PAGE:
The Impact Of Refugees On The Countries In Which They Settle: Essay Fountain

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There are currently 25. 4 million refuges globally; 6. 3 million of which are Syrian (UNHCR, 2018). The Syrians fleeing civil war often settle in refugee camps found in neighboring countries or, when desperate enough, are smuggled across the sea to southern coastal Europe in unsafe boats for extortionate prices. Refugees often drown in during these journeys. There is no denying that these people require the support of more stable countries, however, the question remains as to how immigration effects Europe, how much help we can afford to give refugees and what kind of policy best serves us and those needing our aid.

This knowledge allows the policies implemented by European countries to be evaluated, and alternative courses of action to be suggested. This paper argues that the impact of refugees can be both positive and negative in different areas of society, but that above a certain number, the demand refugees place on a county will put too much strain on infrastructure and resources. Therefore, I argue that a collaborative, European wide policy could help countries to support the largest number of people sustainably and serve to minimize the negative effects on individual nations. A common argument against immigration is that migrants ‘steal’ local people’s jobs. The claim states that an increased number of people results in more job competition and therefore local people struggle to find or remain in employment. However, refugees have been shown to cause employment rates of local people to rise due to the production of new jobs with NGOs (Alix-Garcia & Saah, 2010).

Furthermore, refugees earn around 79% of what native people earn, showing that they are not usually reaping the benefits of economic migration, as some people claim they are. According to a UK study, only 7% of refugees have degree-level qualifications, and only 34% of those people were employed at the time the study was conducted. It is logical to conclude that only people in lower skilled positions will experience more job competition – and that native people are more likely to have successful applications given the low employment rate of refugees. This is supported by the same study showing only a 52% employment rate for refugees (Bloch, 2007). This indicated that native people are not likely to experience much job competition, especially those in highly skilled jobs, and it is even possible that the work force will benefit from people willing to perform low-skilled manual labor jobs that are less popular with privileged local people. However, this can only be true up to a point, there will be a limit to the number of people that can be integrated successfully into the workforce. Juxta posed to the previous argument is the idea that refugees damage the economy due to their need for social welfare benefits. Whilst it is true that refugees usually require more social welfare aid than the general population, after the first year the percentage being given benefits have been shown to drop dramatically and continue to decrease every year the immigrants remain in their new country. This is possibly because integration begins to be successful (Ruist, 2015).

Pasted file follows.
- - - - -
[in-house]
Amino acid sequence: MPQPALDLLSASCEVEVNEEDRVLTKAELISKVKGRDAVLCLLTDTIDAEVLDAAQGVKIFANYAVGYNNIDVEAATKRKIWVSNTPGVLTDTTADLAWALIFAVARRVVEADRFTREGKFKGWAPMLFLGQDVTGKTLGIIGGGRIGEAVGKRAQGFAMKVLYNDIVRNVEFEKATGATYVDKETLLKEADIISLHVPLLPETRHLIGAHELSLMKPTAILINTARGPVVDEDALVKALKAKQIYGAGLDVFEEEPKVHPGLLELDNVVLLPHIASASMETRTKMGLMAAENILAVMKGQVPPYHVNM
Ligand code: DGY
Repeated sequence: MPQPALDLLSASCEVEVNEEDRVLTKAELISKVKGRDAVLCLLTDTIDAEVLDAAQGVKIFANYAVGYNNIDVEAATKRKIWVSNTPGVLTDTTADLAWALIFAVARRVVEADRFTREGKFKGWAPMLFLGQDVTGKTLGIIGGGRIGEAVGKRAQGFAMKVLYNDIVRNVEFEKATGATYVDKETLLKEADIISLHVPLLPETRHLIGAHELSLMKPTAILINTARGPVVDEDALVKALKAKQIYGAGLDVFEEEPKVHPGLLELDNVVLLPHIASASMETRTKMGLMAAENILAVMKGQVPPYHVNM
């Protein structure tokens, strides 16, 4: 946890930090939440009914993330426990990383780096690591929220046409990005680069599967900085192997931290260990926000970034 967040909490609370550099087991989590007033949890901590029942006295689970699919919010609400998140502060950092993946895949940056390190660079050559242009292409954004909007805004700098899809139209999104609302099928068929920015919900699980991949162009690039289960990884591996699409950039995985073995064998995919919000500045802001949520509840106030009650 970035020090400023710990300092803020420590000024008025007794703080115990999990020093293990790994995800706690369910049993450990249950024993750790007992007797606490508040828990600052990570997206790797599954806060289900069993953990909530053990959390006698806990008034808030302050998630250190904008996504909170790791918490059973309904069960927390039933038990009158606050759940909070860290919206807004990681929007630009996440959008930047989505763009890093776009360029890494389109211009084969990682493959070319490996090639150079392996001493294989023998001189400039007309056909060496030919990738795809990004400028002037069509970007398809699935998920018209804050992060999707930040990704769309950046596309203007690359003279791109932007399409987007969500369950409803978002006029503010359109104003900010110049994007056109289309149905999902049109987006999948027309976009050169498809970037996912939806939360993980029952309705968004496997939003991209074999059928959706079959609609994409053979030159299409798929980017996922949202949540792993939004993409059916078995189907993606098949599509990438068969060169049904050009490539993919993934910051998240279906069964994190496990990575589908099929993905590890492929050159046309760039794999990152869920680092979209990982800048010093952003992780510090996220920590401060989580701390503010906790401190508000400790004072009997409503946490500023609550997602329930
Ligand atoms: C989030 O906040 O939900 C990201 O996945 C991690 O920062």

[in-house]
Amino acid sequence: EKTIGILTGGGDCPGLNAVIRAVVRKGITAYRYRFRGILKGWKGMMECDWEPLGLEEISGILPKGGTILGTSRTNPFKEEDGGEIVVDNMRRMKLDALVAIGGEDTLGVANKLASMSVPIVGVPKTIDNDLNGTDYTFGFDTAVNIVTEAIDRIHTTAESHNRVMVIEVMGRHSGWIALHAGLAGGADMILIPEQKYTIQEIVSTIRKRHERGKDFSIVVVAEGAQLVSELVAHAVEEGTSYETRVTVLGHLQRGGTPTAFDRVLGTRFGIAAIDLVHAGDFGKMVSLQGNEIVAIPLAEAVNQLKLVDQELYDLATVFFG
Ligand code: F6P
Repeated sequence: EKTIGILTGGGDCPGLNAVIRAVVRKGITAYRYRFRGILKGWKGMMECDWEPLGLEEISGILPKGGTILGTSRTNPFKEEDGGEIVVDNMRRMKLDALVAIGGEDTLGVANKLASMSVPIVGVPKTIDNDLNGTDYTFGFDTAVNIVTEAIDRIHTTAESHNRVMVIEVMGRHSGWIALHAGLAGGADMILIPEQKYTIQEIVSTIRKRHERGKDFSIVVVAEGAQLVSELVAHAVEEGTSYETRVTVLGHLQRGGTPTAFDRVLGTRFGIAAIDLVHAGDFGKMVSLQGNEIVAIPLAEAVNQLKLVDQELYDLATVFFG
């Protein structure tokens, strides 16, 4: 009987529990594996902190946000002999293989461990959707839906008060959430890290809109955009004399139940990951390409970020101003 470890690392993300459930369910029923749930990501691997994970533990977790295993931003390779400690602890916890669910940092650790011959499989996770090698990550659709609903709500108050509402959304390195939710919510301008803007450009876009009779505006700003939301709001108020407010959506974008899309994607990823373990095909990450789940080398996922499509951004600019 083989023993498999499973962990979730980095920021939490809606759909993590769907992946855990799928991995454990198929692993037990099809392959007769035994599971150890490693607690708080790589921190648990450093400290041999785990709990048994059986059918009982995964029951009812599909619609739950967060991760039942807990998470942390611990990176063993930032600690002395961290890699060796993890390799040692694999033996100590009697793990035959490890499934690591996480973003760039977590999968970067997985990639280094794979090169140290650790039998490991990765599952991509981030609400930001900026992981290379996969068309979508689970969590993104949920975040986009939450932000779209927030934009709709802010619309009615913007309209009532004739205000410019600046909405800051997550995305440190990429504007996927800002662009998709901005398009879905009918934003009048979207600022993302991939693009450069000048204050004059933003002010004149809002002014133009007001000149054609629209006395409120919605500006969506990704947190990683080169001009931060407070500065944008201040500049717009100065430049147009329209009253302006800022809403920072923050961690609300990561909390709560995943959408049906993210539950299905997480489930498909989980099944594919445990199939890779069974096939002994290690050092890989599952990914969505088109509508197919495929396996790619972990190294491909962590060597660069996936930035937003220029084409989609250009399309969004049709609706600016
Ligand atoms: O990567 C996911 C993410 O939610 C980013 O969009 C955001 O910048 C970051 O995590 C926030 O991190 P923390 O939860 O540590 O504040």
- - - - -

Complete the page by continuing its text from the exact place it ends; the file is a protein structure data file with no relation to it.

The Canadian government recognize the importance of successful integration of immigrants to prevent society dividing into factions, minimize conflict and to improve the quality of life of everyone living in Canada. They acknowledge that material well-being is required to facilitate immigrant’s involvement in society by better enabling their acceptance in society. Canada identify financial stability as one of the factors which is necessary to create an inclusive atmosphere so prioritize this in their legislation (Omidvar & Richmond, 2003). If a similar approach could be taken in Europe, then we would find that, although at first more money would have to be allocated to the refugee crisis, society would become more cohesive and later refugees are likely to require less state support. Many people oppose immigration for fear of a rise in violent crimes committed by religious extremists or underprivileged asylum seekers. A UK based study on the correlation between asylum seekers and crime rates, across two waves of immigration in the 1990s and 2000s, showed that there was no significant relationship between the influx of asylum seekers and an increase in violent crime. On the other hand, there was found to be a correlation between a rising number of refugees and an increase in property crime (Bell, Fasani & Machin, 2013). This provides convincing evidence for right-wing anti-immigration organizations to feed off, but Criminologist Christian Pfeiffer opposes the belief that refugees should not be accepted for fear of crime. He asserts that in most societies the group most likely to commit crime is young men. It is unfortunate that 37% of all refugees are 14 – 30-year-old men, but refugees are not simply more criminally inclined people, the influx of young men merely causes this to seem the case (Gopalakrishnan, 2017). Although these statistics do contribute to the view that the mass immigration of refugees can be dangerous, this could be minimised by better integration services.